Synod document ‘very disappointing’

Marianne Duddy-Burke, executive director of Dignity USA, an LGBT Catholic group, blasted the final version of the draft document.

“The respectful language of the midterm report is gone,” she said. “A return to what we’ve heard for decades will dishearten LGBT people, same-sex couples and our families.”

Francis DeBernardo, executive director of New Ways Ministry, an LGBT-friendly Catholic ministry in Mount Rainier, Md., described the final version of the draft document as “very disappointing.”

“The Synod’s final report did not retain the gracious welcome to lesbian and gay people that the draft of the report included,” said DeBernardo in a statement. “Instead, the bishops have taken a narrow view of pastoral care by defining it simply as opposition to marriage for same-gender couples. Additionally, their further comment about supposed ‘international pressure’ to accept same-gender marriage selfishly views the hierarchy as the victims, not LGBT people who receive unjust and oppressive treatment by governments, church, families, and society.”

Estebán Paulón, president of the LGBT Federation of Argentina, criticized the document and the bishops.

“We profoundly lament that because of the profound internal division within the hierarchy of the Catholic Church, the final document from the synod has excluded references to sexual diversity and the inclusion of lesbians, gays, bisexuals and transgender people,” Paulón told the Washington Blade on Saturday. “The final document takes the most reactionary line from the Catholic hierarchy that even denies the dignified treatment of lesbians, gays, bisexuals and trans people and commits to deepening the structural exclusion of our community on the part of the Vatican hierarchy.”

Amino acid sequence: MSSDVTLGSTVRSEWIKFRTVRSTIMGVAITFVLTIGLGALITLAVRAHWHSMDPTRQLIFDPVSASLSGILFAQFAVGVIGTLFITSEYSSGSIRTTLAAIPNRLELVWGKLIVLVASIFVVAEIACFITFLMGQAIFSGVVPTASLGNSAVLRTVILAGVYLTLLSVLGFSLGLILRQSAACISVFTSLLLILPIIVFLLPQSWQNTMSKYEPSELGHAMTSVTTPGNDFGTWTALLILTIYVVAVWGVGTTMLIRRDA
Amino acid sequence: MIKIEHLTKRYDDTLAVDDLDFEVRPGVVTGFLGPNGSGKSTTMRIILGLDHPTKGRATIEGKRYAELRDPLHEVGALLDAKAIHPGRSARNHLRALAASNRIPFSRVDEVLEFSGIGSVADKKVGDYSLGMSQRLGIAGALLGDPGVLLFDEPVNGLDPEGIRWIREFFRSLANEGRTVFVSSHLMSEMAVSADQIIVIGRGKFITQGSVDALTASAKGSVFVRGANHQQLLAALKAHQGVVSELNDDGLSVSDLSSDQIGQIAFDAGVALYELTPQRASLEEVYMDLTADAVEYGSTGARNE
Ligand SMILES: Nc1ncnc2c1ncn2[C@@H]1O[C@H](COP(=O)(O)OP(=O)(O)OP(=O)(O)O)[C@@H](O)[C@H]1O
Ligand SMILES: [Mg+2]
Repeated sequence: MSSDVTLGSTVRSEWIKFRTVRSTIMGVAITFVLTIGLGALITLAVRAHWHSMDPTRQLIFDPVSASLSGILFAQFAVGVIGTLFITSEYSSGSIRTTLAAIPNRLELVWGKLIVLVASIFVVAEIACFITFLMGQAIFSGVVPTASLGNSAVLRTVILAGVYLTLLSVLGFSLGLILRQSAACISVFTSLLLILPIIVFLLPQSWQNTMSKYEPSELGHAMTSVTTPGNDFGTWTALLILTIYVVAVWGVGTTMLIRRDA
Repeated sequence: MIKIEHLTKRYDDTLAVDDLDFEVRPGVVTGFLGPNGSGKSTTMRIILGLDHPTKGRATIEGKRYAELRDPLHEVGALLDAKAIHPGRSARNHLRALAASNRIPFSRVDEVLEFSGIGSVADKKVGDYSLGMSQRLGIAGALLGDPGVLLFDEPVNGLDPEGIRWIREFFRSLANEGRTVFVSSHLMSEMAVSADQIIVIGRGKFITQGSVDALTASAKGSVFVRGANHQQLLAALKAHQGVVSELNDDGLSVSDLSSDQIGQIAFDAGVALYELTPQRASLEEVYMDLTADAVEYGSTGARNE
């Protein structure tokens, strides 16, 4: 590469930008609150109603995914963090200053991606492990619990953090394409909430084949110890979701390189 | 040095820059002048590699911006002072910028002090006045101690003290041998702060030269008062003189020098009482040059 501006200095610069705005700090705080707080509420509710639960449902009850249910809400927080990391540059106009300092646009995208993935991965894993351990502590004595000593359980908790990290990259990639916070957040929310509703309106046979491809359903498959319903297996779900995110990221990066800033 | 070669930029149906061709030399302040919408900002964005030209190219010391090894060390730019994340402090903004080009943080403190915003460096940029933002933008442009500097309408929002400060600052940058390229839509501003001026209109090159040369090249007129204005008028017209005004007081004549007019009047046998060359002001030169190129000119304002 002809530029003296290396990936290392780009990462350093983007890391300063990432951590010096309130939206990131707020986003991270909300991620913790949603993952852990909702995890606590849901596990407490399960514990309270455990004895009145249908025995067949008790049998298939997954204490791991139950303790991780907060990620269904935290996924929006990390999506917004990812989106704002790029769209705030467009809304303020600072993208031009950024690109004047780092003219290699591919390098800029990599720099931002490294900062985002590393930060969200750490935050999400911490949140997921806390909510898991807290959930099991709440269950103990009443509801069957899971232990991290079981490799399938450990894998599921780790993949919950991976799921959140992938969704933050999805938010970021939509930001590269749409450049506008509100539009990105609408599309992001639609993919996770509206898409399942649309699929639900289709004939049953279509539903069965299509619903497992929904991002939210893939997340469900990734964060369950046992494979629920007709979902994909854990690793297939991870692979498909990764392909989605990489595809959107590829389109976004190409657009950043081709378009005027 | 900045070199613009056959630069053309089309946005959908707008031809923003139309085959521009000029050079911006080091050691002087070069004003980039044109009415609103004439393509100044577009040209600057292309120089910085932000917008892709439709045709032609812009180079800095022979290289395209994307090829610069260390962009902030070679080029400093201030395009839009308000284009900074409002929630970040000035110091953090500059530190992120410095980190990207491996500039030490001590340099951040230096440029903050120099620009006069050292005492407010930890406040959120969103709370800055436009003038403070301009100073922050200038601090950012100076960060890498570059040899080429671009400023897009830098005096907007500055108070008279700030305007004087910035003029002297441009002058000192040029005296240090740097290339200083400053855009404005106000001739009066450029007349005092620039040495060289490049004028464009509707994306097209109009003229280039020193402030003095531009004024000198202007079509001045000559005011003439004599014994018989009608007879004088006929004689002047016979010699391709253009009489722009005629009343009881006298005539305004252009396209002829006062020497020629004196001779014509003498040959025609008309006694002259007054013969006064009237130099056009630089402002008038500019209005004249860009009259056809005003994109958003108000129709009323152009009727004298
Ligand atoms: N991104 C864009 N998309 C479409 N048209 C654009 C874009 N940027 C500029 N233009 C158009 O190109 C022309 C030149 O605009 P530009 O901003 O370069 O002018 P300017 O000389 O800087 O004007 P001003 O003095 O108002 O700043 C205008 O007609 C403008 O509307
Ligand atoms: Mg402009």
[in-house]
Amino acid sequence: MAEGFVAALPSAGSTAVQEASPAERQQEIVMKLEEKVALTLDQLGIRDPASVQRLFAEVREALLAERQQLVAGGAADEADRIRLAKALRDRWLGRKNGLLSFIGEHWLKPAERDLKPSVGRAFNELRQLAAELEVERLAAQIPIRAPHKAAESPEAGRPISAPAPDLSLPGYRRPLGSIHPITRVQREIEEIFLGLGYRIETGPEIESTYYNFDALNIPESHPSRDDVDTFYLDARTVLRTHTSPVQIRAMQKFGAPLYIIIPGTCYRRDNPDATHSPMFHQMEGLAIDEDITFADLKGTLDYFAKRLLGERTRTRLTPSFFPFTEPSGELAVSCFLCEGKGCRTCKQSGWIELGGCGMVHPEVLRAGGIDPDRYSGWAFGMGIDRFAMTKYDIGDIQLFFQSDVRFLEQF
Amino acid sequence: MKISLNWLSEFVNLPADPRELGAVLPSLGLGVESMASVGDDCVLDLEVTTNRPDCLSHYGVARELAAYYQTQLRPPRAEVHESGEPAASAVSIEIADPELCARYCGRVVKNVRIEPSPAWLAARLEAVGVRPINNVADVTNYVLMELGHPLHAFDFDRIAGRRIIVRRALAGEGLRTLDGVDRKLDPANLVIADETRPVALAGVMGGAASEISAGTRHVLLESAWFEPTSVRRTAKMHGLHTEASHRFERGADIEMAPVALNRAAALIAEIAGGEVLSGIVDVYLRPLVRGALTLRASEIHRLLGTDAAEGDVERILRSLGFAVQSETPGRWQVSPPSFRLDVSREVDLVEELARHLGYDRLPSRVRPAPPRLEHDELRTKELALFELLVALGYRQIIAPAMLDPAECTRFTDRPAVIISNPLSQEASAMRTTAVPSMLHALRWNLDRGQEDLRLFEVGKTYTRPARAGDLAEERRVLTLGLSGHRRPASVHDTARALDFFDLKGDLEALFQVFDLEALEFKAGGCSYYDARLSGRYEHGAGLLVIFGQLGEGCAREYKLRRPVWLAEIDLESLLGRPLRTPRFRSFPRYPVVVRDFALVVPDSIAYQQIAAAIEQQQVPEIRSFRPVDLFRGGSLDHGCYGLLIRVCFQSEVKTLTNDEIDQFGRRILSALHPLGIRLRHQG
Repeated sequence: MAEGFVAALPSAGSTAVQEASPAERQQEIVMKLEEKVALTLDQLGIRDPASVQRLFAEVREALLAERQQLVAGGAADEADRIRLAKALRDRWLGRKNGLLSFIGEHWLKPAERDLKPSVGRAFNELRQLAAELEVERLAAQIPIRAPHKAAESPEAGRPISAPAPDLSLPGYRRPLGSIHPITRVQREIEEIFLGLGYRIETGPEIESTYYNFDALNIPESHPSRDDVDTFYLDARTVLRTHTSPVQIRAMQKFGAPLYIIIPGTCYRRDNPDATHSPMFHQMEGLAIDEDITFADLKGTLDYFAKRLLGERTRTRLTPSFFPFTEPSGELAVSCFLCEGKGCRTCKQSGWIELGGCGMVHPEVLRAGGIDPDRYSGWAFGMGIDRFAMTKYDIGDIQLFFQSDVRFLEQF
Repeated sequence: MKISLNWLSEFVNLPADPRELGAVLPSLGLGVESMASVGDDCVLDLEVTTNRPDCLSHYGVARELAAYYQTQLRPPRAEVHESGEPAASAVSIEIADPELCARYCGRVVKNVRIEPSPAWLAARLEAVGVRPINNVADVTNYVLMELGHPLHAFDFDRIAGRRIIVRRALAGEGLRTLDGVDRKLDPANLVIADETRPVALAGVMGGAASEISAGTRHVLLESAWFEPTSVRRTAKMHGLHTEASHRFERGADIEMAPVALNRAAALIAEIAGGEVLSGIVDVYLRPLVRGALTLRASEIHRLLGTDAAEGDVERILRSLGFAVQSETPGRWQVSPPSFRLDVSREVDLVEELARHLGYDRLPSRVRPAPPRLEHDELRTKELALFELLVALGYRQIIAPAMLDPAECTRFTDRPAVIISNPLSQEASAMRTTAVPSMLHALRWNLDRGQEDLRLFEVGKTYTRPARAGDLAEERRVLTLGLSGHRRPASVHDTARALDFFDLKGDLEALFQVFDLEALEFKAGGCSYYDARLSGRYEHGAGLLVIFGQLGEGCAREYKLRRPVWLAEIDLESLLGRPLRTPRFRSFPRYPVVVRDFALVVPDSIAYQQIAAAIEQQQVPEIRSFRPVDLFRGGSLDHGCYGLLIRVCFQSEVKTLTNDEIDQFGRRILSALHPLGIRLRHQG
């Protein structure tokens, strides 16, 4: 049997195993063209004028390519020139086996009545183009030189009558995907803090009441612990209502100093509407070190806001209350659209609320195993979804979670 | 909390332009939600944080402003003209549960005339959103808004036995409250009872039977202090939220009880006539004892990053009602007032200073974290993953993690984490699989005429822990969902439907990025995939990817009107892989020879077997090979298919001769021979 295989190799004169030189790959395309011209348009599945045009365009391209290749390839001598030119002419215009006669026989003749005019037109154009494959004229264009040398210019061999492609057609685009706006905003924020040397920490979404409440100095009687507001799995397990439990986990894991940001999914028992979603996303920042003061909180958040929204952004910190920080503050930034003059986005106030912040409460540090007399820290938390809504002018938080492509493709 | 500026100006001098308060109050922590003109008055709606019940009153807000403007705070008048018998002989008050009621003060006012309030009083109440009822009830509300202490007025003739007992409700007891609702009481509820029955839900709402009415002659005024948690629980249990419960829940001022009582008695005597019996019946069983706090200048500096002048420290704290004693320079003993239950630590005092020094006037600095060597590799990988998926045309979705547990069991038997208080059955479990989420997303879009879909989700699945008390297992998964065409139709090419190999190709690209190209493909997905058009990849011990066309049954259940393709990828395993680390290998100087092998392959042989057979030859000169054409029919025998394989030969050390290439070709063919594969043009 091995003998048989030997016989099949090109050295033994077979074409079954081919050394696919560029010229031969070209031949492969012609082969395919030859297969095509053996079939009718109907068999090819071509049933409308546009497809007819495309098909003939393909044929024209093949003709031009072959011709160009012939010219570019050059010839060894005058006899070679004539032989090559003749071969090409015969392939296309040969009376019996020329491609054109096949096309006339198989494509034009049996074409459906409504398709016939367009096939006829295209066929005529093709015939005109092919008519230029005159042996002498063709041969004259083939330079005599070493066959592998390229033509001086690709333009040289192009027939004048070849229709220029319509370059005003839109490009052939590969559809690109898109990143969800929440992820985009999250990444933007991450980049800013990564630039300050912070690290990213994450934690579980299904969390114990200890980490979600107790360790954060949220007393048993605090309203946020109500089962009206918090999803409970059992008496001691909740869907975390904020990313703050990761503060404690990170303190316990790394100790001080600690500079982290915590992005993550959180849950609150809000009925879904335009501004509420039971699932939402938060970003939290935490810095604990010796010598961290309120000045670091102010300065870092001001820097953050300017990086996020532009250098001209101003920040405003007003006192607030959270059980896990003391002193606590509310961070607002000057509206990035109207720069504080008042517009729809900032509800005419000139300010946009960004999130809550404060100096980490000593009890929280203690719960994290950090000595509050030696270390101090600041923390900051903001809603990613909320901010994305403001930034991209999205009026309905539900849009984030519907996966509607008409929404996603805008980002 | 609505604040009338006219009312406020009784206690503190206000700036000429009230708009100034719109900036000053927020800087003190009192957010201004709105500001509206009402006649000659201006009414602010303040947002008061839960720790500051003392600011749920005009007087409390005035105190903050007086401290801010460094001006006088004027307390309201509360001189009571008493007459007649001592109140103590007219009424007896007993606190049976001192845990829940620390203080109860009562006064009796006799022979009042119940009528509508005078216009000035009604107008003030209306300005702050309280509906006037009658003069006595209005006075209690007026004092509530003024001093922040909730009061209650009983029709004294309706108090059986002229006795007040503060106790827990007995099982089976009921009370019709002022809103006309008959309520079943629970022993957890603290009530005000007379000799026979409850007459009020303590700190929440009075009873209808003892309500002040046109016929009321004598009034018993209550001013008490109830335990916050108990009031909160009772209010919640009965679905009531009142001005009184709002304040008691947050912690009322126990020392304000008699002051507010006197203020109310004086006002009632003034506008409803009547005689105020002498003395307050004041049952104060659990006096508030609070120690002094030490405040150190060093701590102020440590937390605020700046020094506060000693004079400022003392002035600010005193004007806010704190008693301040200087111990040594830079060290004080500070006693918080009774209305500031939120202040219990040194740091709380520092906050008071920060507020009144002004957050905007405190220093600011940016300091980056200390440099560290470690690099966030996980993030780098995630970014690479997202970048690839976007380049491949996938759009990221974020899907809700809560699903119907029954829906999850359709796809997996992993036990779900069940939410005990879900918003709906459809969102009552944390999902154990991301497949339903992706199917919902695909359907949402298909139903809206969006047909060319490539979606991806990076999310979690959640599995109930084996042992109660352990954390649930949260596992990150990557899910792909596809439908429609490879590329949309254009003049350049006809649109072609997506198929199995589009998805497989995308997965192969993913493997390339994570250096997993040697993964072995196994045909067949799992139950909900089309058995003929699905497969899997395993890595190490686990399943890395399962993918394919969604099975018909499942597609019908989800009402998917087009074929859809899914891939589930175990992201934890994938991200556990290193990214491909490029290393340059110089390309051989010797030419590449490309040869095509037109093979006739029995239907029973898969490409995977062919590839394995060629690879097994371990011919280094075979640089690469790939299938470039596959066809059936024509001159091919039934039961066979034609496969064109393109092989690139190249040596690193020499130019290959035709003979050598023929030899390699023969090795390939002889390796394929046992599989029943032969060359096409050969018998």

The synod took place against the backdrop of Pope Francis’ more moderate approach to homosexuality and gay people since becoming pontiff in March 2013.

Francis told an Italian Jesuit magazine a few months after he succeeded Pope Benedict XVI that the church has grown “obsessed” with same-sex marriage, abortion and contraception. The Argentine-born pontiff in July 2013 told reporters who asked him about the reported homosexuality of the man he appointed to oversee the Vatican bank that gay men and lesbians should not be judged or marginalized.

Francis, who is the former archbishop of Buenos Aires, in 2001 kissed and washed the feet of 12 people living with AIDS at a hospice. The pontiff nine years later was among the most vocal critics of Argentina’s same-sex marriage bill, describing it as “the work of the devil” before President Cristina Fernández de Kirchner signed it into law.

The church’s opposition to marriage rights for same-sex couples has not waned in spite of Francis’ more moderate tone towards the issue.